Simonides, however, says that the sail given by Aegeus was not white, but ‘a scarlet sail dyed with the tender flower of luxuriant holm-oak,’ and that he made this a token of their safety. Moreover, the pilot of the ship was Phereclus, son of Amarsyas, as Simonides says (original Greek).
DS (Diodoros Siculus) 4.61.4 and 4.61.6-7:
Now Theseus was one of those who were to set forth, and Aegeus made the agreement with the captain of the vessel that, if Theseus should overcome the Minotaur, they should sail back with their sails white, but if he died, they should be black, just as they had been accustomed to do on the previous occasion…
But Theseus, they say, being vexed exceedingly because the maiden had been taken from him, and forgetting because of his grief the command of Aegeus, came to port in Attica with the black sails.
And Aegeus, we are told, witnessing the return of the sip and thinking that his son was dead, performed an act which was at the same time heroic and a calamity; for he ascended the acropolis and then, because he was disgusted with life by reason of his excessive grief, cast himself down the height (original Greek).
There is but one entry to the Acropolis… On the right of the gateway is a temple of Wingless Victory. From this point the sea is visible, and here it was that, according to legend, Aegeus threw him self down to his death (original Greek).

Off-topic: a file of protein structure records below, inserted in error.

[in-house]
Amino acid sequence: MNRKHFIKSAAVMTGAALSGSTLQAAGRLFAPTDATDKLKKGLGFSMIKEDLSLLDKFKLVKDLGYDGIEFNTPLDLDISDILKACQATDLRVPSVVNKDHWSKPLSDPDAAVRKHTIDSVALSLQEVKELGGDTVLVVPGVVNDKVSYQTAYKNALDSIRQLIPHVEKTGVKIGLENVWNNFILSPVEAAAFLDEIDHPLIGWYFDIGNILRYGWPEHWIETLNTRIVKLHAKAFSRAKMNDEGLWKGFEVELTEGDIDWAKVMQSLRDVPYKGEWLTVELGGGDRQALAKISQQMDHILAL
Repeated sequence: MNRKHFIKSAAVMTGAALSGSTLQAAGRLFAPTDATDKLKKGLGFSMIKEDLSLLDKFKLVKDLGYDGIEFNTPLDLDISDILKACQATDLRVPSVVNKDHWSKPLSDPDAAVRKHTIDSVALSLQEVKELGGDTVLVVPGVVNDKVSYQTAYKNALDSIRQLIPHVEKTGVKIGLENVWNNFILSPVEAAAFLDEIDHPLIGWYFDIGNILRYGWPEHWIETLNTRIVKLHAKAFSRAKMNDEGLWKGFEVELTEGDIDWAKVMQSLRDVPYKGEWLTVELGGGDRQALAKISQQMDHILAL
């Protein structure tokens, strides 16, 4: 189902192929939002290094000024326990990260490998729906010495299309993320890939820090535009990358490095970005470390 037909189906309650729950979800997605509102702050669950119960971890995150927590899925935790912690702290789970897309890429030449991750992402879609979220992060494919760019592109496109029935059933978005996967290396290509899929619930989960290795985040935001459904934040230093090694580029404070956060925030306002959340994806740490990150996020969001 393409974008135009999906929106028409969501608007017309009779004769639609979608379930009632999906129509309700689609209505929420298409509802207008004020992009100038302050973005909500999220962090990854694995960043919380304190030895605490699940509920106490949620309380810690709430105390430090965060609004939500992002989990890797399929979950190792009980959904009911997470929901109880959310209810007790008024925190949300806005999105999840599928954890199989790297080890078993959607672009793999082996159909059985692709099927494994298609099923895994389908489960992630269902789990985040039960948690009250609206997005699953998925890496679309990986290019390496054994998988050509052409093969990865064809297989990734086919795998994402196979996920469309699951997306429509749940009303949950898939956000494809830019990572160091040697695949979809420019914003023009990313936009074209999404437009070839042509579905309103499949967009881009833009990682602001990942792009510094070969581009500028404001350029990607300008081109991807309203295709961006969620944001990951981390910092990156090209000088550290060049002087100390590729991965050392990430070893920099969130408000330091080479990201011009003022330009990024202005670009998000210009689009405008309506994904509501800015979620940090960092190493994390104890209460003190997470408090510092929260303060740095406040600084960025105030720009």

Plutarch, Theseus 22.1:
It is said, moreover, that as they drew nigh the coast of Attica, Theseus himself forgot, and his pilot forgot, such was their joy and exultation, to hoist the sail which was to have been the token of their safety to Aegeus, who therefore, in despair, threw himself down from the rock and was dashed in pieces (original Greek).
ApE (Apollodoros, Epitome) 1.10:
In his grief on account of Ariadne, Theseus forgot to spread white sails on his ship when he stood for port; and Aegeus, seeing from the acropolis the ship with a black sail, supposed that Theseus had perished; so he cast himself down and died (original Greek).
When Theseus left [the island of Dia], he forgot to change the black sails, and so his father Aegeus judged that he had been devoured by the Minotaur. He threw himself into the sea, which was called Aegean from this (original Latin).
Aegeus, son of Neptune, threw himself into the sea, and the Aegean Sea is called from this (original Latin).
∑ Aen (Servius Grammaticus, Commentary on the Aeneid of Vergil, ed. G. Thilo and H. Hagen, 1881) 3.74.
It is better to take him [Homer] as meaning the Aegae in Euboea, from which it is probable that also the Aegean Sea got its name (original Greek).
Hipp (Euripides, Hippolytos) 34-35:
Theseus has left the land of Cecrops,  fleeing the blood-guilt he incurred for the murder of the Pallantidae (original Greek).
Edited by Frances Van Keuren, Prof. Emerita, Lamar Dodd School of Art, Univ. of Georgia, July 2016.